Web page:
Wed, Feb 7, 2024
2:00 - 4:00 pm
CE Credits: 
Participant Limit: 

$70 General Public
$50 Full Members
$44 CMH Members
$40 Associate Members
30 Student Members
$30 Scholarship (prior approval required to register at this fee)

Tuition listed above is for early registration ($40 discount off full fee, $15 discount for NCSPP Student Members). For registrations received after the deadline, full tuition will be applied to all registrations.

Tuition does not include the cost of readers.

Early Registration Deadline: 
January 24, 2024
Registration Notes: 

NCSPP offers online course registration and payment using PayPal, the Internet’s most trusted payment processor. All major credit cards, as well as checking account debit payments, are accepted.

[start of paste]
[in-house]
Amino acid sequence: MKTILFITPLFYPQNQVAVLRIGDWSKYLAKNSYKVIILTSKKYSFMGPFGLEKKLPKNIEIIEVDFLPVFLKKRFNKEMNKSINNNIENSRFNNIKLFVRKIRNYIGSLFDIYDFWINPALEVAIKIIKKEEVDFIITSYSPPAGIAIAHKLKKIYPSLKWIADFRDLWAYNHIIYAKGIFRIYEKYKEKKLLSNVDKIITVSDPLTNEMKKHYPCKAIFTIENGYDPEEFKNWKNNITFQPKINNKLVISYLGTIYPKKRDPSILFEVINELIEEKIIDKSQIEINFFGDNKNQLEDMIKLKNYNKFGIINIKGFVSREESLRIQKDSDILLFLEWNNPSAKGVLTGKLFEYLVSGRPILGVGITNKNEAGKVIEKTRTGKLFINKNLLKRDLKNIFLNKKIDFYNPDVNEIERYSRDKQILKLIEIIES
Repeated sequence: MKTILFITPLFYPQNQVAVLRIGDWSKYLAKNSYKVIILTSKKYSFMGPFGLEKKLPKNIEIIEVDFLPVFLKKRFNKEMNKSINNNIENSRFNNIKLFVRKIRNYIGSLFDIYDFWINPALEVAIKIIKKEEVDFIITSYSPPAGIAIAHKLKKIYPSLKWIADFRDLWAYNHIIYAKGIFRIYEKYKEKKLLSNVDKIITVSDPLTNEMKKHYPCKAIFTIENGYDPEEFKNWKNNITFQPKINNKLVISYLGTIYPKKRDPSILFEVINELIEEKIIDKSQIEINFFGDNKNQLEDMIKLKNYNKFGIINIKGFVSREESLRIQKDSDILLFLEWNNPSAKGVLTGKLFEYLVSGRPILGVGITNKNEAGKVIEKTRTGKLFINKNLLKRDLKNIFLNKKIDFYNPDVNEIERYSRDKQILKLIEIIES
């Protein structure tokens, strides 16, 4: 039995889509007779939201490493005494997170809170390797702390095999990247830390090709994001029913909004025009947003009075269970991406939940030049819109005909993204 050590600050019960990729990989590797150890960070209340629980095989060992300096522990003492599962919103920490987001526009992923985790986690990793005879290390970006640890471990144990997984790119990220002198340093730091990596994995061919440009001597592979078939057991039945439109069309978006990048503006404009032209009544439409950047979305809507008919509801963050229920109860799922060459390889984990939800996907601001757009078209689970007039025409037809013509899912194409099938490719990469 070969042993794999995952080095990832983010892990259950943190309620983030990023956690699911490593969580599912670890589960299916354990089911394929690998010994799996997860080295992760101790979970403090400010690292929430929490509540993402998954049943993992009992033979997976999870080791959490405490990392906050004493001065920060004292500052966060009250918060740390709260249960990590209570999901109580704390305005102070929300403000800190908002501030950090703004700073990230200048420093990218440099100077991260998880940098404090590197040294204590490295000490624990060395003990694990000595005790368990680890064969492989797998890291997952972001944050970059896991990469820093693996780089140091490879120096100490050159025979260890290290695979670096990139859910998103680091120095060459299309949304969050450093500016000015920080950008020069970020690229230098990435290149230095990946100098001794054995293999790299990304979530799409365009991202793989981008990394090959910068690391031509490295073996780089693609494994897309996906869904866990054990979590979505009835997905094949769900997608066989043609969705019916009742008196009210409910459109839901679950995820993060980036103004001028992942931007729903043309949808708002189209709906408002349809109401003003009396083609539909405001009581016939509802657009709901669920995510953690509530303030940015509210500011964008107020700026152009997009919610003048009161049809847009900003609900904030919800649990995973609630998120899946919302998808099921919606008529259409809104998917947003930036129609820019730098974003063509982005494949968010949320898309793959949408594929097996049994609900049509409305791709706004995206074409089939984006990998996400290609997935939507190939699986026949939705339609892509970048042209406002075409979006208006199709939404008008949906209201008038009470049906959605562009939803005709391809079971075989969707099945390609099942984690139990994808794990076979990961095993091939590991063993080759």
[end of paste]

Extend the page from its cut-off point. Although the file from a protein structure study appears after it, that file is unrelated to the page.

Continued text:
Preventing School Shootings

Course Overview: 

In 2023 (until the end of September), at least 54 shootings took place in schools and universities, impacting surrounding communities. Deaths by school shootings account for a small percentage of gun deaths among youth to date, but the numbers have been increasing since 2017. Such events require more accurate risk assessment training to prevent future incidents. This workshop will identify and describe three psychological types of school shooters: traumatized, psychotic, and psychopathic. Each will be illustrated through a case history. The workshop will then present an overview of threat assessment, discussing the concepts of “leakage,”  “attack-related behavior,” and “evidence of imminence,” along with examples of warning signs from actual school shootings.